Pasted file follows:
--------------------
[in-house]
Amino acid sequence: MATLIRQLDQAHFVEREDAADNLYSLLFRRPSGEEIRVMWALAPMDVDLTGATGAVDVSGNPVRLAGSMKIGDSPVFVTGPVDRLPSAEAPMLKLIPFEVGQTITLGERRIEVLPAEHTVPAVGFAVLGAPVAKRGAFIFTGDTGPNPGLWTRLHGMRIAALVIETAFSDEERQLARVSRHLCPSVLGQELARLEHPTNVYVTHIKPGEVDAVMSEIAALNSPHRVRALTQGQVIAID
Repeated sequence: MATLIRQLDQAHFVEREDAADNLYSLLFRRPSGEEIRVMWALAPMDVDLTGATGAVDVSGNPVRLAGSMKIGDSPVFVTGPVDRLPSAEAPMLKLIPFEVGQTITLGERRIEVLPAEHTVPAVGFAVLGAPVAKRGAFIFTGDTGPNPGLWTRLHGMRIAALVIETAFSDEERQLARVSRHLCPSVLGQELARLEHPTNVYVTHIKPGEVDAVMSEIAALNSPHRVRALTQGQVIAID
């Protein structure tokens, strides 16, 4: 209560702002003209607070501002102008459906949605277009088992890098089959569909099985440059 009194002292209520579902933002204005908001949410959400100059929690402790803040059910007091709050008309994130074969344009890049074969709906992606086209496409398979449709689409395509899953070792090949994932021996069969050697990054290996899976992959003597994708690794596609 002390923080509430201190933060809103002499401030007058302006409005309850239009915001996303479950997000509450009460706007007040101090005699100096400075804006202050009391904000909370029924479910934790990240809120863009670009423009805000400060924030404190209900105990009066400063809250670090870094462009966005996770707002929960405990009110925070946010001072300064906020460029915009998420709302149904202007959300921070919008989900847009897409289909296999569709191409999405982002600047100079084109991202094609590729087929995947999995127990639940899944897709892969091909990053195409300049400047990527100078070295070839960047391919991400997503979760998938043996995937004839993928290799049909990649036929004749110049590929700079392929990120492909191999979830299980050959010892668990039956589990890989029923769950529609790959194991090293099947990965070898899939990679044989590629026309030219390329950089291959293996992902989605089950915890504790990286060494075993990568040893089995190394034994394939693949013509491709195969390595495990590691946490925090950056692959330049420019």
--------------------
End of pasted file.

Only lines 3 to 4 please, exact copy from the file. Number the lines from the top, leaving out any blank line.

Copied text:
Repeated sequence: MATLIRQLDQAHFVEREDAADNLYSLLFRRPSGEEIRVMWALAPMDVDLTGATGAVDVSGNPVRLAGSMKIGDSPVFVTGPVDRLPSAEAPMLKLIPFEVGQTITLGERRIEVLPAEHTVPAVGFAVLGAPVAKRGAFIFTGDTGPNPGLWTRLHGMRIAALVIETAFSDEERQLARVSRHLCPSVLGQELARLEHPTNVYVTHIKPGEVDAVMSEIAALNSPHRVRALTQGQVIAID
């Protein structure tokens, strides 16, 4: 209560702002003209607070501002102008459906949605277009088992890098089959569909099985440059 009194002292209520579902933002204005908001949410959400100059929690402790803040059910007091709050008309994130074969344009890049074969709906992606086209496409398979449709689409395509899953070792090949994932021996069969050697990054290996899976992959003597994708690794596609 002390923080509430201190933060809103002499401030007058302006409005309850239009915001996303479950997000509450009460706007007040101090005699100096400075804006202050009391904000909370029924479910934790990240809120863009670009423009805000400060924030404190209900105990009066400063809250670090870094462009966005996770707002929960405990009110925070946010001072300064906020460029915009998420709302149904202007959300921070919008989900847009897409289909296999569709191409999405982002600047100079084109991202094609590729087929995947999995127990639940899944897709892969091909990053195409300049400047990527100078070295070839960047391919991400997503979760998938043996995937004839993928290799049909990649036929004749110049590929700079392929990120492909191999979830299980050959010892668990039956589990890989029923769950529609790959194991090293099947990965070898899939990679044989590629026309030219390329950089291959293996992902989605089950915890504790990286060494075993990568040893089995190394034994394939693949013509491709195969390595495990590691946490925090950056692959330049420019």